A new poll finds that patriotism is alive and well among most Americans, with nearly 3 in 4 saying they are proud of their country despite divisive domestic issues and the findings of other recent surveys.  

The poll results come amid nationwide controversy in recent months over issues such as record-high gas prices, mass shootings, the House’s ongoing Jan. 6 investigation, and the Supreme Court’s decision to overturn Roe v. Wade. 

“Although national sentiments are far from uniform, our survey’s results display that most Americans, regardless of political affiliation, share feelings of patriotism and national pride,” a summary of the poll says.  

The poll, conducted in May by FixUS, found that 72% of those surveyed agreed with the statement “I’m proud to be an American.” That number included 91% of Republicans surveyed and 62% of Democrats.  

Also, 73% of those surveyed agreed that they would “prefer to live in the U.S. than in another country.” 

The FixUS poll asked 2,000 participants a series of questions to determine the current climate of American patriotism. FixUS is part of the nonprofit, nonpartisan Committee for a Responsible Federal Budget.  

The poll contrasts with others released before Independence Day, including a Gallup poll finding that only 38% of adults surveyed say they are “extremely proud” to be an American—although 65% say they are “extremely” or “very proud.” 

Similarly, a Fox News poll of registered voters found that only 39% said they are “proud of the country today,” echoing a poll by The Economist and YouGov America finding that 40% considered themselves “very patriotic” and 53% agreed that Americans are becoming less patriotic.  

Most participants in the FixUS poll agreed on fundamental ideals such as America being a land of opportunity, equality, justice, and limited government. Participants rated each ideal as “highly important” on a scale of 1 to 10, with 10 being “extremely important.” 

Americans typically gave each ideal a rating over 8, the poll found, “with no notable differences by party.”  

The poll also found that 85% said they agree that progress has been made to achieve these fundamental ideals and that it’s patriotic to criticize and strive to perfect the country.  

Partisan disagreements surfaced with more specific statements. 

One was “People who do not wholeheartedly support America should live somewhere else,” to which 59% of Republicans surveyed agreed and 63% of Democrats disagreed. 

A total of 65% of Democrats and 23% of Republicans said they agreed with this statement: “For the most part, people who protest and demonstrate against U.S. policy are good, upstanding people and valued members of our society.”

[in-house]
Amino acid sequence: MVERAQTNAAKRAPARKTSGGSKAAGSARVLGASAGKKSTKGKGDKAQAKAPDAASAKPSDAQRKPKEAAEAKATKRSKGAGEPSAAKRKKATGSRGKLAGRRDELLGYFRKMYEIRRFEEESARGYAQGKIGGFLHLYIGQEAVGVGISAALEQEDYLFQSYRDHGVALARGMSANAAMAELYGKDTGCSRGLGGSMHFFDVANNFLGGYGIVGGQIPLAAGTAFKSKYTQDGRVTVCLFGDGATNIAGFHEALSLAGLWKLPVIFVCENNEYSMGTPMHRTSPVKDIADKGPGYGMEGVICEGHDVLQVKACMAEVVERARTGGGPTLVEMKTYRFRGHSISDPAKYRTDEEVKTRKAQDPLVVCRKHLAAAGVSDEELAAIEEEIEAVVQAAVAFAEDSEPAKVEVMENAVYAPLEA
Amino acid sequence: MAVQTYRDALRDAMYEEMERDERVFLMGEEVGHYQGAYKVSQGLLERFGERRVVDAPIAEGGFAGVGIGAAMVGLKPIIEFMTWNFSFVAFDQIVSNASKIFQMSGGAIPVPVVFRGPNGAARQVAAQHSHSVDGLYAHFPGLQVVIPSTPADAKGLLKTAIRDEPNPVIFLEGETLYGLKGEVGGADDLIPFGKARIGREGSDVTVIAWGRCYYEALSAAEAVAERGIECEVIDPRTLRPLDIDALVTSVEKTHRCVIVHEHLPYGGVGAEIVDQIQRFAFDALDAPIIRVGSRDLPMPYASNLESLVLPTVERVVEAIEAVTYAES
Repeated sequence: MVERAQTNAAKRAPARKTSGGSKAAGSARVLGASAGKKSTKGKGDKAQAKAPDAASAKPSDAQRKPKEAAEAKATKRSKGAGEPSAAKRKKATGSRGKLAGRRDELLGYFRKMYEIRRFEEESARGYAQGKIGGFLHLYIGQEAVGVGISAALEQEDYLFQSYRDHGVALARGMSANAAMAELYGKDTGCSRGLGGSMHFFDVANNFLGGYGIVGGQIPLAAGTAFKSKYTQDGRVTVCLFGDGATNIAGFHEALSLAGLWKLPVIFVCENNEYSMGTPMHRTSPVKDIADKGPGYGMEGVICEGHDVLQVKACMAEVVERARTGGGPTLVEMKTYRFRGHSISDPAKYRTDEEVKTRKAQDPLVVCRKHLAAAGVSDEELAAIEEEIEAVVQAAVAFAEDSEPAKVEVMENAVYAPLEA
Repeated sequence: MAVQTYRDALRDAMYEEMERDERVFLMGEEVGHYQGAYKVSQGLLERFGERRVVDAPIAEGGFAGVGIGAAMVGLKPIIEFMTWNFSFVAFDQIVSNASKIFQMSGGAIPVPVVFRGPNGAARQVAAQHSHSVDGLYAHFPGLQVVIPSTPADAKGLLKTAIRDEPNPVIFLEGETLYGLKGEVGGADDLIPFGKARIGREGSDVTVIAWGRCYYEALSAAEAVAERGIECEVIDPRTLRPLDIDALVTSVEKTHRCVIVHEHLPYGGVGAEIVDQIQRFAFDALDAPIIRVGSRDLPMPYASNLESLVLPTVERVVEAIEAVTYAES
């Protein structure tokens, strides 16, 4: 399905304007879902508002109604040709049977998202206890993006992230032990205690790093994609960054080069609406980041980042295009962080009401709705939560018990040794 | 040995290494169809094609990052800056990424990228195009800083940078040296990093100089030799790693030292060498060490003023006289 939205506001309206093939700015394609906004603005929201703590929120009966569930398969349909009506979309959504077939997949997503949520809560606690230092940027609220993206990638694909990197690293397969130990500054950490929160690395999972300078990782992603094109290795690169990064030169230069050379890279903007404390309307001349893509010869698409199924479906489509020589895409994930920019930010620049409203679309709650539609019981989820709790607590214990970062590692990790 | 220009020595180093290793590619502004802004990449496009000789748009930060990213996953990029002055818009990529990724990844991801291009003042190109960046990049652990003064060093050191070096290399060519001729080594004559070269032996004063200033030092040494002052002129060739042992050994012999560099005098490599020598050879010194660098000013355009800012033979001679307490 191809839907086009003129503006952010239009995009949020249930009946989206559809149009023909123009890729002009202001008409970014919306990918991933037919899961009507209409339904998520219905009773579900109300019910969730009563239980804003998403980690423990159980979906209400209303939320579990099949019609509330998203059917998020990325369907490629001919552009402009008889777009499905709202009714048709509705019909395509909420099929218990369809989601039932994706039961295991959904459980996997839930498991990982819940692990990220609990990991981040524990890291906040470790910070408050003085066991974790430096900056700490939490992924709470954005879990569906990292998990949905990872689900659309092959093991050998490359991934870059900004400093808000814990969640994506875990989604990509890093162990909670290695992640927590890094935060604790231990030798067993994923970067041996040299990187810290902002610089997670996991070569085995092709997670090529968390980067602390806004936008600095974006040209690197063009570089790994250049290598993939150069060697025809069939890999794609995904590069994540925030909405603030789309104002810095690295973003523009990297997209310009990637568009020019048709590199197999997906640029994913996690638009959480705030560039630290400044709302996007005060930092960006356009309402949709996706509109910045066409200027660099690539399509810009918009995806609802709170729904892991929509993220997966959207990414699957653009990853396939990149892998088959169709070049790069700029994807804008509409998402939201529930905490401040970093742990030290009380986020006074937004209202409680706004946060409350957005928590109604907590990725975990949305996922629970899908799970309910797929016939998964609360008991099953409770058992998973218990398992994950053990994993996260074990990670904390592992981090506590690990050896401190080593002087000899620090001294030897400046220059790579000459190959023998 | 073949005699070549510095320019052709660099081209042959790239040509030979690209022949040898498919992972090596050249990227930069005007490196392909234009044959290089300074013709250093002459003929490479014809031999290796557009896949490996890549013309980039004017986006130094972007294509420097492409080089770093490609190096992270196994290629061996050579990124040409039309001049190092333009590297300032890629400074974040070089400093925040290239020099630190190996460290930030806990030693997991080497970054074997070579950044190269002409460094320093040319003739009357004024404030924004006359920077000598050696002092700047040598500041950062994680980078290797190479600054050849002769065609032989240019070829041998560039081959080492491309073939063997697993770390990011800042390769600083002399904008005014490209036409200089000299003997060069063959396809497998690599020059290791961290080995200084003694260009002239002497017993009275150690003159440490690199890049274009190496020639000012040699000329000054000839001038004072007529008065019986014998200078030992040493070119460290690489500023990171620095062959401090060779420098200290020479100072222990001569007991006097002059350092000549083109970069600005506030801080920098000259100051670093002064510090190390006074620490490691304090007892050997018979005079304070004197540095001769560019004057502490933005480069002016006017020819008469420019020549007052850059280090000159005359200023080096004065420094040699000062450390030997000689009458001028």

Similarly, 94% of Republicans agreed that seeing the American flag flown or hearing the national anthem sung makes them feel good or very good, while only 49% of Democrats agreed. 

Another large disparity between the two major parties was seen in response to the question of whether American life and culture has changed for better or worse since the 1950s. 

Although 50% of Democrats said the nation’s culture has improved in the past 70 years, fully 75% of Republicans said it has deteriorated. 

On related questions, 85% of those surveyed agreed that they are concerned about national polarization and 59% agreed that that they feel unheard by politicians. 

Although some findings are concerning and should be openly discussed, the overall findings should be encouraging, said Michael Murphy, chief of staff for the Committee for a Responsible Federal Budget.  

“While it would be naïve to disregard the country’s deep divisions, it’s encouraging to discover that most Americans share fundamental beliefs about American values, history, and ideals,” Murphy said. 

“A majority of Americans are patriots who value the American experiment and what it represents, and at a time when it has never been more important to put citizenship over partisanship, that’s a hopeful sign,” he said. 

Murphy acknowledged potentially concerning aspects of the results, saying:  

America, perhaps more than any nation, is founded on a set of political ideals. In the face of apparent polarization, we at FixUS wanted to discover whether the foundations of an American ‘nation’ remain. The answer delivered by the survey appears to be ‘yes,’ although a finer analysis also reveals a nation potentially at risk.  

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